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Paralysed Man Walks by Brain Power Alone

Neurosurgeons achieved the world first by transmitting signals from the 26-year-old American\'s brain to electrodes placed around both knees.

Published: 24th September 2015 07:44 AM  |   Last Updated: 24th September 2015 07:44 AM   |  A+A-

LONDON: A man who was paralysed from the waist down has become the first such case to walk again using only his own brain power.

Neurosurgeons achieved the world first by transmitting signals from the 26-year-old American's brain to electrodes placed around both knees.

The man, who had been paralysed five years earlier following a motorcycle accident, is the first to walk without relying on manually operated robotic limbs.

The "neural bypass" procedure generated impulses triggering movement that avoided the torn spinal cord, the University of California study discovered.

After extensive training, the man managed to step falteringly along a 12ft (3.66m) course while a harness and walking frame prevented him from falling.

Dr An Do, from the University of California at Irvine, who co-led the study, said: "Even after years of paralysis the brain can still generate robust brain waves that can be harnessed to enable basic walking.

"We showed that you can restore intuitive, brain-controlled walking after a complete spinal cord injury. This non-invasive system for leg muscle stimulation is a promising method and is an advance of our current brain-controlled systems that use virtual reality or a robotic exoskeleton."

Although the man is still a long way from the freedom of movement he had before his accident, the fact that he was able to walk at all is a major achievement. The nerves of the spinal cord are unable to regenerate and severing them usually results in irreversible life-long paralysis.

British charities said they were excited by the news, which could offer hope to thousands of people who have suffered spinal cord injury. Estimates suggest there are 40,000 such cases in the UK, with 1,200 injuries which result in paralysis each year.

Further work is needed to establish whether the procedure can be used to restore a practical level of walking ability and help other patients.

In future, the electrode cap used in the study to record brain signals is likely to be replaced by hidden implants.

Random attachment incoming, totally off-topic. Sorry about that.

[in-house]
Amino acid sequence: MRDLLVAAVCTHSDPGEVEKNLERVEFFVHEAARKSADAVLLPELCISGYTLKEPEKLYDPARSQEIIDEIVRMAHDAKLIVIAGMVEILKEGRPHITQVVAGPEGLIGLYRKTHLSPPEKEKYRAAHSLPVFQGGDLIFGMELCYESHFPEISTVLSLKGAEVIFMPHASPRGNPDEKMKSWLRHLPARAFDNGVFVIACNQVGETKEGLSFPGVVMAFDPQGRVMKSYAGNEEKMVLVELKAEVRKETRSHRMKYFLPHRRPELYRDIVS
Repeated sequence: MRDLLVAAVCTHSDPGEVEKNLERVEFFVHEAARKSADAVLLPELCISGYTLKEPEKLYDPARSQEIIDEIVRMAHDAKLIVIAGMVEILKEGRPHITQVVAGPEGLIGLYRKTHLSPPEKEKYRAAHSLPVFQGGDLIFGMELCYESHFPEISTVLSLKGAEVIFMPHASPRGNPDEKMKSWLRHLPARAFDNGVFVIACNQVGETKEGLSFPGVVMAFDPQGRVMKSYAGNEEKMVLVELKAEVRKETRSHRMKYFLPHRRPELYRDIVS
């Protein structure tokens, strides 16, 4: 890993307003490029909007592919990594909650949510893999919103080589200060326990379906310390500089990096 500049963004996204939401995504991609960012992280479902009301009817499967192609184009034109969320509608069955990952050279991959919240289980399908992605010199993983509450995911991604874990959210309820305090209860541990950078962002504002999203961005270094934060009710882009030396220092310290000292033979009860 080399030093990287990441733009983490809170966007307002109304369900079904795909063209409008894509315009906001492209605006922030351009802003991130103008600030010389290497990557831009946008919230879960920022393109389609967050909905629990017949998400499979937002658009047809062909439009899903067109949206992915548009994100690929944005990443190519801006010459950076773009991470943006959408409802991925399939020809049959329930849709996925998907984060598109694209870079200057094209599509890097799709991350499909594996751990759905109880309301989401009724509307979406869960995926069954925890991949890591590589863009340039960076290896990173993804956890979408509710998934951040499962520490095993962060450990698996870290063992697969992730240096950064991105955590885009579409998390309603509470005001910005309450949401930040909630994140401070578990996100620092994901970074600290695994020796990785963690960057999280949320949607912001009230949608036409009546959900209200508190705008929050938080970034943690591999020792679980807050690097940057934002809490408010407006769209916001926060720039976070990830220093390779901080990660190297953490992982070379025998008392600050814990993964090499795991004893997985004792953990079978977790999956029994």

Dr Zoran Nenadic, study co-author also from the University of California at Irvine, said: "We hope that an implant could achieve an even greater level of prosthesis control because brain waves are recorded with higher quality.

In addition, such an implant could deliver sensation back to the brain, enabling the user to feel their legs."

Learning how to walk again involved a 19-week multi-step training programme.

First, the patient was taught to control a virtual reality "avatar" with his brain

waves and given exercises to recondition and strengthen his leg muscles.

Later he practised walking while suspended five centimetres above the ground, so that his legs could move freely without having to be supported.

After 20 sessions he graduated to a body-weight support system to prevent falls.

The system used a bluetooth connection to transmit electroencephalogram (EEG) brainwave signals wirelessly from the patient's cap to a computer.

After decoding the brainwave patterns the computer sent command messages to a belt-mounted microcontroller worn around the man's waist.

This in turn fired the trigger impulses that activated the leg muscles.

The results are reported in the Journal of NeuroEngineering and Rehabilitation.

During the experiment the patient was able to conduct a "light conversation" with the test team while attempting to walk, the scientists said.

They wrote: "This robustness in real-time control, together with a high level of performance sustained across months, indicates that BCI-FES (brain-computer interface functional electrical stimulation) mediated restoration of basic walking function after SCI (spinal cord injury) is feasible."



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